Blog: A* for effort


25 Aug 2015

The annual events of A level and GCSE results day have been and gone and with it the tweets from schools and colleges proclaiming the percentage of grades A and A* achieved. Students have done well, congratulations to them all, but you’d be forgiven for thinking the achievement was the schools’ not the young people’s.

It made me start to wonder though about how we measure students’ academic success. About the students who worked incredibly hard and achieve a D or an E grade. That doesn’t sound impressive, even a little disappointing perhaps. But for many who were predicted an F or who weren’t expected to pass at all, that represents a real achievement. Not an achievement we’ll see in a media sound bite on the TV news, but still something to be proud of.

Obviously the brightest and the best are always going to be shouted about. ‘Success’ is a societal obsession. Yet it is sad that we don’t have better mechanisms to recognise the ‘distance travelled’ as well as the outcome when it comes to young people.

Some people would say that runs counter to social mobility, where young people all have to compete on a level playing field to propel the brightest to the top, no matter what their background, or class. But the fact remains that it isn’t a level playing field, in fact it’s very steeply sloped.

 

There’s a parallel here with a programme NYA has recently completed; the Social Action Journey Fund, funded by the Cabinet Office and delivered in partnership with O2 Think Big.

What was innovative about this social action programme was that gave intensive support to disadvantaged young teenagers, aged 13-15 year olds. Youth workers and apprentice youth workers dedicated time to helping young people develop their social action ideas, encouraging them, supporting them and boosting their confidence sufficiently that many went on to run their own projects in their communities. Recent evaluation of the programme indicated that many had benefitted from their involvement– demonstrating improved levels of cooperation, empathy and problem solving and also wellbeing, educational attainment and grit.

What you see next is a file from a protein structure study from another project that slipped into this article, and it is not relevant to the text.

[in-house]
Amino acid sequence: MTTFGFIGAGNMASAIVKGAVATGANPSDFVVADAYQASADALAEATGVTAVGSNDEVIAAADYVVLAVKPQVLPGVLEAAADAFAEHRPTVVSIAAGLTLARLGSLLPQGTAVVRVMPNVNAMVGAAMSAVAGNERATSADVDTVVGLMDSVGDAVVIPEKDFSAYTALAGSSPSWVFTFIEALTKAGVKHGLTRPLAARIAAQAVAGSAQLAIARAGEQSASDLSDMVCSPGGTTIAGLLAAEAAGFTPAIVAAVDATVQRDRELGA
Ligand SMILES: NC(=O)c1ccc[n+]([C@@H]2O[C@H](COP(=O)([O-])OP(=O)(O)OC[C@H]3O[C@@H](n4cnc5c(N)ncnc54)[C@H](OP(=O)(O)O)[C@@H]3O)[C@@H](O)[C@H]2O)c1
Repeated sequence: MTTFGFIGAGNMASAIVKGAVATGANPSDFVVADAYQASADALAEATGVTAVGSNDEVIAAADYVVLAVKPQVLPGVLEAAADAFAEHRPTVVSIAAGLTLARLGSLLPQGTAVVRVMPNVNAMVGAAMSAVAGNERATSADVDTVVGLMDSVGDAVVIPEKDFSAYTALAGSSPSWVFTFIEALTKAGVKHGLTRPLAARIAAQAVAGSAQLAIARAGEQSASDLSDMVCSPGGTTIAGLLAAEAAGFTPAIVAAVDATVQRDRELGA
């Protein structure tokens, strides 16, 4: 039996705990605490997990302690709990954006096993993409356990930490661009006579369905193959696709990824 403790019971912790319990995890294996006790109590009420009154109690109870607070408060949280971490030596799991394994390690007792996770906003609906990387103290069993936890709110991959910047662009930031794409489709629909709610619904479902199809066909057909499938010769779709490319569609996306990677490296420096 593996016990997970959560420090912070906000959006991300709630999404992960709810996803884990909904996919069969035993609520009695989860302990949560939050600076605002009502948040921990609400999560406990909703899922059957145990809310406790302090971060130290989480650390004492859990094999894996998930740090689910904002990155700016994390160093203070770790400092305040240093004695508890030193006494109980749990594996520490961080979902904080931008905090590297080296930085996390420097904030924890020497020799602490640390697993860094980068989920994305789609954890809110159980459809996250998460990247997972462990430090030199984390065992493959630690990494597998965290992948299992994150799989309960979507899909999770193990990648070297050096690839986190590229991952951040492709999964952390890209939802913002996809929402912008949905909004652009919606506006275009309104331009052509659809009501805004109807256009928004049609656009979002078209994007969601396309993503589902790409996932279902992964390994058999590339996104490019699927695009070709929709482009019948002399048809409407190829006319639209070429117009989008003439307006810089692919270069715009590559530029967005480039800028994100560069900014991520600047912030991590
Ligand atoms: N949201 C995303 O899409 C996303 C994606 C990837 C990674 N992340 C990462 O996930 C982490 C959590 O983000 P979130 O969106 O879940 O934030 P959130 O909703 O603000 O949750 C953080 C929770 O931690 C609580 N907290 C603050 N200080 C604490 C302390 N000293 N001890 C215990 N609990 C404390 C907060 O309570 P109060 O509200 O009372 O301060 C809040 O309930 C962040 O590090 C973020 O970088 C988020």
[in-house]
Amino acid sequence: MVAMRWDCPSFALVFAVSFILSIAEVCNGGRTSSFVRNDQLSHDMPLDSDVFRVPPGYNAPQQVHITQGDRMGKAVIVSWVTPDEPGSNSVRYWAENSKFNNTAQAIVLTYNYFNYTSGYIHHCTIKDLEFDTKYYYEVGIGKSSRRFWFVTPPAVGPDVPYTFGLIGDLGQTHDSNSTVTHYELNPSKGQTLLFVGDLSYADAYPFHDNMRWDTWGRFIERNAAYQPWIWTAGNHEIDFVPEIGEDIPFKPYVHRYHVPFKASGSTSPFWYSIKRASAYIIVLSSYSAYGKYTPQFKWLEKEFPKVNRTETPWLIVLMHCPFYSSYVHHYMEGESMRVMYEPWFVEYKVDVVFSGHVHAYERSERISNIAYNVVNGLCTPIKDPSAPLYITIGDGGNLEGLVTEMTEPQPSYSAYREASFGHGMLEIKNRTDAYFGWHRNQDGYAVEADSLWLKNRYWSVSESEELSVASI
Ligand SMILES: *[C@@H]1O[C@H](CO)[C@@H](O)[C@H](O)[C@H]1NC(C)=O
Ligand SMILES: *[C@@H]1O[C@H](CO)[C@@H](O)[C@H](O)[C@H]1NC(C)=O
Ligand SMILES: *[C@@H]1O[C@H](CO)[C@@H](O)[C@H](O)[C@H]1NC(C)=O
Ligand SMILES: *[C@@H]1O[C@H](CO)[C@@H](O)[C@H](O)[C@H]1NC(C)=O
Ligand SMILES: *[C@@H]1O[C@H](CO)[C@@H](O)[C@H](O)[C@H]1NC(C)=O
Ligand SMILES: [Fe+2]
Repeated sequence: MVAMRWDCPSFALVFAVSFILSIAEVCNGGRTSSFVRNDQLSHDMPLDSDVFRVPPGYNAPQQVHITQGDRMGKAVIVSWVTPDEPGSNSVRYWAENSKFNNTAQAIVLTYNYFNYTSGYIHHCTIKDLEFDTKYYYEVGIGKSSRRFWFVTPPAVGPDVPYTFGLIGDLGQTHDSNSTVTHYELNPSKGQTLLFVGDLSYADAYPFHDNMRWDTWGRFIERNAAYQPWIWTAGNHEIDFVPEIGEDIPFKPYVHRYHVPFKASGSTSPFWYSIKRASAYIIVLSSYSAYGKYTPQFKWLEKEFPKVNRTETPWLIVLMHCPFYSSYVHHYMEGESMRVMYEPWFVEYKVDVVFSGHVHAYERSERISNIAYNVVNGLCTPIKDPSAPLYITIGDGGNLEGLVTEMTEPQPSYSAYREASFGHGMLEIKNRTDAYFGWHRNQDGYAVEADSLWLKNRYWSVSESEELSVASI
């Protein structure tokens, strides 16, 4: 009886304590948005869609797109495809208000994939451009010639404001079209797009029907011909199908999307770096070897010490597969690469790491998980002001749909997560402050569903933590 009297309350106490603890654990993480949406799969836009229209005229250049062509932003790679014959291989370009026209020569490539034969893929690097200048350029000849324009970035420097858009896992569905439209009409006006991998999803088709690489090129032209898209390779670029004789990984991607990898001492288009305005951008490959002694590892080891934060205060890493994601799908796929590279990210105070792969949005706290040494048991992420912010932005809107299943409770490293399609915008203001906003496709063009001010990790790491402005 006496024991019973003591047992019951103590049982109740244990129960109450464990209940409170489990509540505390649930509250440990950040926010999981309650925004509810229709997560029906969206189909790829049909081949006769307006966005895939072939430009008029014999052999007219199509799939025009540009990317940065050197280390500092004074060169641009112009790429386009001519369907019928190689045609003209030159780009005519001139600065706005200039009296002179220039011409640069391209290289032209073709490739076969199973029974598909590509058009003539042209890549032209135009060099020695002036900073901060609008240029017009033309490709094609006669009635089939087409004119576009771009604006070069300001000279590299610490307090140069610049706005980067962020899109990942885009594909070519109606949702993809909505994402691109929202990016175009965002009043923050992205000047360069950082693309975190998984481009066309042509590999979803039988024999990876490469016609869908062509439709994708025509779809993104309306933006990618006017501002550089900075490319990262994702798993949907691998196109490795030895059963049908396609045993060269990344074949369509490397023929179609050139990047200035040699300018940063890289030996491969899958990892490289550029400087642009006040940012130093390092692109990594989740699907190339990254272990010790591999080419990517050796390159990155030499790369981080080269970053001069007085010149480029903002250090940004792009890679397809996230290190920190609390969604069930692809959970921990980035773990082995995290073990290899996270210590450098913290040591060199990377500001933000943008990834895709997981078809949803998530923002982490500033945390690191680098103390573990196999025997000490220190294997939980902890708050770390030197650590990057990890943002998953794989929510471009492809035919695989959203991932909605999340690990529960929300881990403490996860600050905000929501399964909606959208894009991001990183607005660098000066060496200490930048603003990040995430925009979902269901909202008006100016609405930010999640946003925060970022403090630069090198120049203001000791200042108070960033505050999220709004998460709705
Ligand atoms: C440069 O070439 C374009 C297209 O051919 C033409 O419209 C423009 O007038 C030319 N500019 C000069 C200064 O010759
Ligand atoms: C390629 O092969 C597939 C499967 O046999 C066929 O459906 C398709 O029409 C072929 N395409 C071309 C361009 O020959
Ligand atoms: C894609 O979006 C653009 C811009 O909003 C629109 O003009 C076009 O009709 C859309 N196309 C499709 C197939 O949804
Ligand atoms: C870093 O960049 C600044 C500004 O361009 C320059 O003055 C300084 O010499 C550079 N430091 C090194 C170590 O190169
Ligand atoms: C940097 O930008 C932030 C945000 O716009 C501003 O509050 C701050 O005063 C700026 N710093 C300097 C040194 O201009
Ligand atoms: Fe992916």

Reading Professor Chapman’s evaluation I was struck by how difficult it is to analyse the true impact of a programme like this, as it relies heavily on young people’s self knowledge – something many young people in this age group do not have. In fact it’s even harder than that because what is required is for young people to understand the changes in their abilities, increased confidence etc, and then articulate them, often in written form to fill out an evaluation. That’s really hard and means that for many young people despite overcoming substantial barriers, the full impact of their journey is not understood nor even acknowledged. The same goes for our Employability programme supported by Barclays – we record the outcomes and try hard to capture the changes in confidence and self esteem but it’s not always easy.

Youth workers, teachers and other professionals who work with young people must see this progression every day but it goes largely ignored by rest of us.

The A* students should not get all the plaudits; we’ve got to get better at celebrating the achievements of the harder to reach too.